Speaker Series 2020

Ann Compton event screenshotIn a virtual event Nov. 10, 2020, former White House correspondent Ann Compton talked about past and current events and how she balanced work and family during her pioneering career in TV journalism. 

Read about the event in UMB News

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Ann Compton's Biography 
Ann Compton, a journalism pioneer as the first woman assigned to cover the White House on network television, built an impactful career during her 41 years on the air for ABC News.

After retiring from daily coverage in 2014, Compton reignited her career by returning to ABC to cover the 2016 political conventions and accepting a fellowship at Harvard's Kennedy School of Government focusing on media coverage of the 2016 election. She also holds a seat on the governing council of the University of Virginia’s prestigious Miller Center, a nonpartisan affiliate of the school that specializes in presidential scholarship, public policy, and political history.

Compton’s career at ABC News spanned seven presidents and 10 presidential campaigns. Assigned to the White House in 1974, she reported for ABC News broadcasts from Washington, D.C., and around the globe, traveling with presidents, vice presidents, and first ladies.

President Barack Obama announced her retirement when calling on her at a West Wing news conference saying, “Ann Compton, everybody here knows, is not only the consummate professional but is also just a pleasure to get to know.”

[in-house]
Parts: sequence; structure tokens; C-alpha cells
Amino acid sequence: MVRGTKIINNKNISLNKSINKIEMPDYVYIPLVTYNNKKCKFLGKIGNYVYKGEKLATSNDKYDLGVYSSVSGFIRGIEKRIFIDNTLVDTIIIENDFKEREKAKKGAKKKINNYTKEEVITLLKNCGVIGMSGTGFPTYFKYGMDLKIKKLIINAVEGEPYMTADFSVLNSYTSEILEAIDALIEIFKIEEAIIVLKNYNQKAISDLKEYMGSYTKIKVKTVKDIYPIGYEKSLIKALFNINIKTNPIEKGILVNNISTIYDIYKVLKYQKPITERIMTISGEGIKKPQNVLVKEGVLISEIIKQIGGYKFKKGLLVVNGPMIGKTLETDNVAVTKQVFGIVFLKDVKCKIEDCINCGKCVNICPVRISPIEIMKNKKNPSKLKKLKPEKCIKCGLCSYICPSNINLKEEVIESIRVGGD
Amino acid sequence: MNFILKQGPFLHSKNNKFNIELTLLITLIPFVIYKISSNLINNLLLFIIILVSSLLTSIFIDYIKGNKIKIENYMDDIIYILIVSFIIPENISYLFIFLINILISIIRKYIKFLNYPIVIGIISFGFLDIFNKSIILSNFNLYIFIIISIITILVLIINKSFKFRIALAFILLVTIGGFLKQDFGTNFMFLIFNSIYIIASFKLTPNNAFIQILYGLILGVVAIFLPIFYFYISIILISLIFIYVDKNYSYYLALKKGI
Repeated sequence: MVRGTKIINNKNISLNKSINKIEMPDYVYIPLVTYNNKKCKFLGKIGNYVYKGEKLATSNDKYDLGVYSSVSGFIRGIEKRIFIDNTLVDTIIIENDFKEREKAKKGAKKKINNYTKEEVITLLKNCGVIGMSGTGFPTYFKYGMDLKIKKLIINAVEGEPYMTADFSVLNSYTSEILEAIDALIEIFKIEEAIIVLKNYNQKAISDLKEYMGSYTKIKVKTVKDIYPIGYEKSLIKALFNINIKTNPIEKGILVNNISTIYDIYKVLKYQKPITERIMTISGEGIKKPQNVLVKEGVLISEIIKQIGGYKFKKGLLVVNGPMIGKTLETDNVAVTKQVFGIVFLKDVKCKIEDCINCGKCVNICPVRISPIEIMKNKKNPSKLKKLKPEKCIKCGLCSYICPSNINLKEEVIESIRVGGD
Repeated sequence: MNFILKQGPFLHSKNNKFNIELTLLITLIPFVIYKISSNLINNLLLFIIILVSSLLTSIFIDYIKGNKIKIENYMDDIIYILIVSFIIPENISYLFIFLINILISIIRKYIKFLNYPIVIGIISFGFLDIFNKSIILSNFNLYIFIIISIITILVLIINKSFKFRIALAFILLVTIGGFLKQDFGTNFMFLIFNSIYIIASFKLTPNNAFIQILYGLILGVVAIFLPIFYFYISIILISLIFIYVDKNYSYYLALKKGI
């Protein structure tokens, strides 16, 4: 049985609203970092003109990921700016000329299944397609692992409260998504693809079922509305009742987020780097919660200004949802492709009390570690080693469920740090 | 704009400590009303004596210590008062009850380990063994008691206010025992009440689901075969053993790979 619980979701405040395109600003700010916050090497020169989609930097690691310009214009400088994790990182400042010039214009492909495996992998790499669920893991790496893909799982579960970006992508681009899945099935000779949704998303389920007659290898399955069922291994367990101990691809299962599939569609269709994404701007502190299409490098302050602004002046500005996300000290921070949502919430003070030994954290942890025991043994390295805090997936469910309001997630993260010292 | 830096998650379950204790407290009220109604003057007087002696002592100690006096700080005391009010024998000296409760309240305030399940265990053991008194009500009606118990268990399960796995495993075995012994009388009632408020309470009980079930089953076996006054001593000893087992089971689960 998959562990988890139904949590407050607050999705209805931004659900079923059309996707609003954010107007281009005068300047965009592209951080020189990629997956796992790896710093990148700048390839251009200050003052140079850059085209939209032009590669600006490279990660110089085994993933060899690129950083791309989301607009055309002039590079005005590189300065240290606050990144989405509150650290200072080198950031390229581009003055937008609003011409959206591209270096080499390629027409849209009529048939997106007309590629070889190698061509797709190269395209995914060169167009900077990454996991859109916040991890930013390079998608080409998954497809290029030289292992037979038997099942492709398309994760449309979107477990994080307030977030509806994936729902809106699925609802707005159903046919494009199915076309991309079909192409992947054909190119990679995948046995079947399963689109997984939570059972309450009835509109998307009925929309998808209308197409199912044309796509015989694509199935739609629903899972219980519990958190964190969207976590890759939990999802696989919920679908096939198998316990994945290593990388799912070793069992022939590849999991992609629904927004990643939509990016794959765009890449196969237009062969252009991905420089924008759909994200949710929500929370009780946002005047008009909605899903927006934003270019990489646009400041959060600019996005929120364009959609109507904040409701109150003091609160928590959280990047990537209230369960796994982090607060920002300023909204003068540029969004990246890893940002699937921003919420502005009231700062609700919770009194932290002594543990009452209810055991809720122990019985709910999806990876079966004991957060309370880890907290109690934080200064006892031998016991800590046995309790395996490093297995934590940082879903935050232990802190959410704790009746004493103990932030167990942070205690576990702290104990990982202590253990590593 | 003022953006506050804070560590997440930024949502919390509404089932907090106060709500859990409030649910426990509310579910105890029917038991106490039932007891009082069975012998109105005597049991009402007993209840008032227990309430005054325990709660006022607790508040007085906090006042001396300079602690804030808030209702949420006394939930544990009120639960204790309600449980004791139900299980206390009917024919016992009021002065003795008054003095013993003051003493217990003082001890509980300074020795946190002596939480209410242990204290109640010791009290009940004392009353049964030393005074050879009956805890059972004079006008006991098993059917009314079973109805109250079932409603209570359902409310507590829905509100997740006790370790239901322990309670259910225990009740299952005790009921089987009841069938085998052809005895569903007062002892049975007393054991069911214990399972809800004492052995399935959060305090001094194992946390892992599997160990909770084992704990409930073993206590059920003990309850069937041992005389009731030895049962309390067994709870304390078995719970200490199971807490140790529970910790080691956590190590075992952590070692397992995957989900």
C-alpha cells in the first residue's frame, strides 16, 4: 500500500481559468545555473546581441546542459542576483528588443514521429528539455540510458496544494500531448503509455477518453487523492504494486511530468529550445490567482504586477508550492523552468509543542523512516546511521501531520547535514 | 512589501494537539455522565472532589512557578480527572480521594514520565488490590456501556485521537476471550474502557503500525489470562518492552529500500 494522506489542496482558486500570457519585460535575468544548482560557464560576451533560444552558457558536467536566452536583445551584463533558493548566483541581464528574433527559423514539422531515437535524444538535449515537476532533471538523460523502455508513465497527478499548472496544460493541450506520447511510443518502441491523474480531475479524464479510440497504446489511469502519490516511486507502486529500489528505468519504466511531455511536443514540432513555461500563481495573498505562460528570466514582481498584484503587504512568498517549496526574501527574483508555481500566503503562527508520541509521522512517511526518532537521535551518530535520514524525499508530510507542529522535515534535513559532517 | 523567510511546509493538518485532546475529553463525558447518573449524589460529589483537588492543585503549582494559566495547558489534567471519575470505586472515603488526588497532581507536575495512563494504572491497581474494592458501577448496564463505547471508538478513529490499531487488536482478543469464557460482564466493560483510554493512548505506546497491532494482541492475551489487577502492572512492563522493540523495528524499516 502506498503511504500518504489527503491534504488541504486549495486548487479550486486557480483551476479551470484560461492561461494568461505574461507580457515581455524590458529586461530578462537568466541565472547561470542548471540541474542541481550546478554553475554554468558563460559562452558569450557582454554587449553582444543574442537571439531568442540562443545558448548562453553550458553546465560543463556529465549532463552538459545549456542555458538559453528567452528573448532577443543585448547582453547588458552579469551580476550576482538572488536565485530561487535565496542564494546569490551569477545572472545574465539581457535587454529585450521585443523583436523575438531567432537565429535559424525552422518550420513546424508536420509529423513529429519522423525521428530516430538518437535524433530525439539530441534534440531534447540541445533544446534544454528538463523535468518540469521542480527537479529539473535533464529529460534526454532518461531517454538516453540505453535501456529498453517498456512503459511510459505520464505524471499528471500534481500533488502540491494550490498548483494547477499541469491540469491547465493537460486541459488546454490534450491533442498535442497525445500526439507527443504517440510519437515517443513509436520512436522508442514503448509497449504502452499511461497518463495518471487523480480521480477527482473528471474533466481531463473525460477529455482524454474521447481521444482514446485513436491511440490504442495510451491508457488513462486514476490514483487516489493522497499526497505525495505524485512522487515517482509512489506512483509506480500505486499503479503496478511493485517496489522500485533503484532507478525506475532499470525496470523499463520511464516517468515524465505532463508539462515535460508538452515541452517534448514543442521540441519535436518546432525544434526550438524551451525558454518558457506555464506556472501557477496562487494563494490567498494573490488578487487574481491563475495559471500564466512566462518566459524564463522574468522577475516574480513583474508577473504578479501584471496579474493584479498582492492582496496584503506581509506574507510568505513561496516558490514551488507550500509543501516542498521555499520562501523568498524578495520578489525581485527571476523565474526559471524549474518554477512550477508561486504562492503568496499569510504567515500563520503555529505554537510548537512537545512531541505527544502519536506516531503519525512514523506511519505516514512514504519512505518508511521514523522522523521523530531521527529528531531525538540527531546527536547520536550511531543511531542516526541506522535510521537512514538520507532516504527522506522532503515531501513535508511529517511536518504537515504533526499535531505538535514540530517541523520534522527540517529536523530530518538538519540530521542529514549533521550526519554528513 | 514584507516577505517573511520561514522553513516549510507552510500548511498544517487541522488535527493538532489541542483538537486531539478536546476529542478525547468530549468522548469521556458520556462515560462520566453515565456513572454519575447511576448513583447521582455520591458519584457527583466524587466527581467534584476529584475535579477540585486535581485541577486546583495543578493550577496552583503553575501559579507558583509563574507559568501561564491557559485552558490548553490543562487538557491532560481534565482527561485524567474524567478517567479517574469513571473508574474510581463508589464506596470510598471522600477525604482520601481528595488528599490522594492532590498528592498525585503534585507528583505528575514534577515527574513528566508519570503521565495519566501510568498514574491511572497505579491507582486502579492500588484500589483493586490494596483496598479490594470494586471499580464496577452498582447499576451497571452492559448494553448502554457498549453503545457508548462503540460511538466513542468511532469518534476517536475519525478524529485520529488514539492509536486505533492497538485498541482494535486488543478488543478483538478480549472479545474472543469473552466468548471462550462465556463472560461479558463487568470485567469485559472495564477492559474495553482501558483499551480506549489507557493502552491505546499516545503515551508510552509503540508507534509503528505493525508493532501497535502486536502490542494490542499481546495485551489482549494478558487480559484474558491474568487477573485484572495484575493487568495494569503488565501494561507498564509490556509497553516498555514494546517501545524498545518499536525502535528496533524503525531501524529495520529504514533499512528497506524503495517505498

Compton was traveling with President George W. Bush on Sept. 11, 2001, and was the only broadcast reporter allowed to remain on Air Force One to report on behalf of all the news media during the chaotic hours after the terrorist attacks when the president was unable to return directly to Washington. For that coverage, which she considers the most significant story of her career, Compton received special recognition in the awards bestowed on ABC’s coverage, including an Emmy, a Peabody, and the Silver Baton from the DuPont Awards at Columbia University.

Her colleagues elected Compton president of the White House Correspondents’ Association for 2007-2008. She was chairman of the Radio and Television Correspondents’ Association on Capitol Hill in 1987-1988. The Commission on Presidential Debates selected Compton to serve as a debate panelist in 1988 and 1992. Additionally, she has been inducted into six halls of fame and has received five honorary university degrees.

Compton is married to  William Hughes, MD, a doctor in Washington. They are the parents of three sons and a daughter and the grandparents of four granddaughters and a grandson. Compton says her most valued award is a golden statuette bestowed by the National Mothers’ Day Committee naming her a Mother of the Year in 1988.